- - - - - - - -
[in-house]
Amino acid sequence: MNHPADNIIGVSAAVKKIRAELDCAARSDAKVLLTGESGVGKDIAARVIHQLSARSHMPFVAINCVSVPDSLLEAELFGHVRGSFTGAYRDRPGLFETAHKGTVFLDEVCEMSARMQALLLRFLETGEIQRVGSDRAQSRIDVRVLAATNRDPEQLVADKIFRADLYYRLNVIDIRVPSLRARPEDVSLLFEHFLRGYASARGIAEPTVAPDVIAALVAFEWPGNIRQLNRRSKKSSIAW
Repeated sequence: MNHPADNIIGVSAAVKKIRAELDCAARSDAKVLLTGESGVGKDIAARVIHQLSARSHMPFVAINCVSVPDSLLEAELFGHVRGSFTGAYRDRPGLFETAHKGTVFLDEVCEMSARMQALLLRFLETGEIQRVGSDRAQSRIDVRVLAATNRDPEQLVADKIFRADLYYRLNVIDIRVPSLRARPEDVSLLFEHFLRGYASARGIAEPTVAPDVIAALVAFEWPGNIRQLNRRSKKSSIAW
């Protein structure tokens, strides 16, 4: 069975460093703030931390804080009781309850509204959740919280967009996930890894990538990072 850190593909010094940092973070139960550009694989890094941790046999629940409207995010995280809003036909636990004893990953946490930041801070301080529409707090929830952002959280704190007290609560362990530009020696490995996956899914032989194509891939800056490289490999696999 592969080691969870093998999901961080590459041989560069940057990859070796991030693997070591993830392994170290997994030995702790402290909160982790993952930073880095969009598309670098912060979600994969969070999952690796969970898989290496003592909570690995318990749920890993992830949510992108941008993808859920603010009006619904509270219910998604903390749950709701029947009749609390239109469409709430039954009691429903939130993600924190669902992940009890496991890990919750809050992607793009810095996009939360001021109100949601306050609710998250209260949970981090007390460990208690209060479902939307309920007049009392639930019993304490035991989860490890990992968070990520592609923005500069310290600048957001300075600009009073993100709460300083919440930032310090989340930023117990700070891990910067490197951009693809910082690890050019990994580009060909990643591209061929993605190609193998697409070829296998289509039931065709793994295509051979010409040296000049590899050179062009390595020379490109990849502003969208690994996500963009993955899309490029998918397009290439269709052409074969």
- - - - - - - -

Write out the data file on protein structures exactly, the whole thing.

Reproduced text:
[in-house]
Amino acid sequence: MNHPADNIIGVSAAVKKIRAELDCAARSDAKVLLTGESGVGKDIAARVIHQLSARSHMPFVAINCVSVPDSLLEAELFGHVRGSFTGAYRDRPGLFETAHKGTVFLDEVCEMSARMQALLLRFLETGEIQRVGSDRAQSRIDVRVLAATNRDPEQLVADKIFRADLYYRLNVIDIRVPSLRARPEDVSLLFEHFLRGYASARGIAEPTVAPDVIAALVAFEWPGNIRQLNRRSKKSSIAW
Repeated sequence: MNHPADNIIGVSAAVKKIRAELDCAARSDAKVLLTGESGVGKDIAARVIHQLSARSHMPFVAINCVSVPDSLLEAELFGHVRGSFTGAYRDRPGLFETAHKGTVFLDEVCEMSARMQALLLRFLETGEIQRVGSDRAQSRIDVRVLAATNRDPEQLVADKIFRADLYYRLNVIDIRVPSLRARPEDVSLLFEHFLRGYASARGIAEPTVAPDVIAALVAFEWPGNIRQLNRRSKKSSIAW
């Protein structure tokens, strides 16, 4: 069975460093703030931390804080009781309850509204959740919280967009996930890894990538990072 850190593909010094940092973070139960550009694989890094941790046999629940409207995010995280809003036909636990004893990953946490930041801070301080529409707090929830952002959280704190007290609560362990530009020696490995996956899914032989194509891939800056490289490999696999 592969080691969870093998999901961080590459041989560069940057990859070796991030693997070591993830392994170290997994030995702790402290909160982790993952930073880095969009598309670098912060979600994969969070999952690796969970898989290496003592909570690995318990749920890993992830949510992108941008993808859920603010009006619904509270219910998604903390749950709701029947009749609390239109469409709430039954009691429903939130993600924190669902992940009890496991890990919750809050992607793009810095996009939360001021109100949601306050609710998250209260949970981090007390460990208690209060479902939307309920007049009392639930019993304490035991989860490890990992968070990520592609923005500069310290600048957001300075600009009073993100709460300083919440930032310090989340930023117990700070891990910067490197951009693809910082690890050019990994580009060909990643591209061929993605190609193998697409070829296998289509039931065709793994295509051979010409040296000049590899050179062009390595020379490109990849502003969208690994996500963009993955899309490029998918397009290439269709052409074969």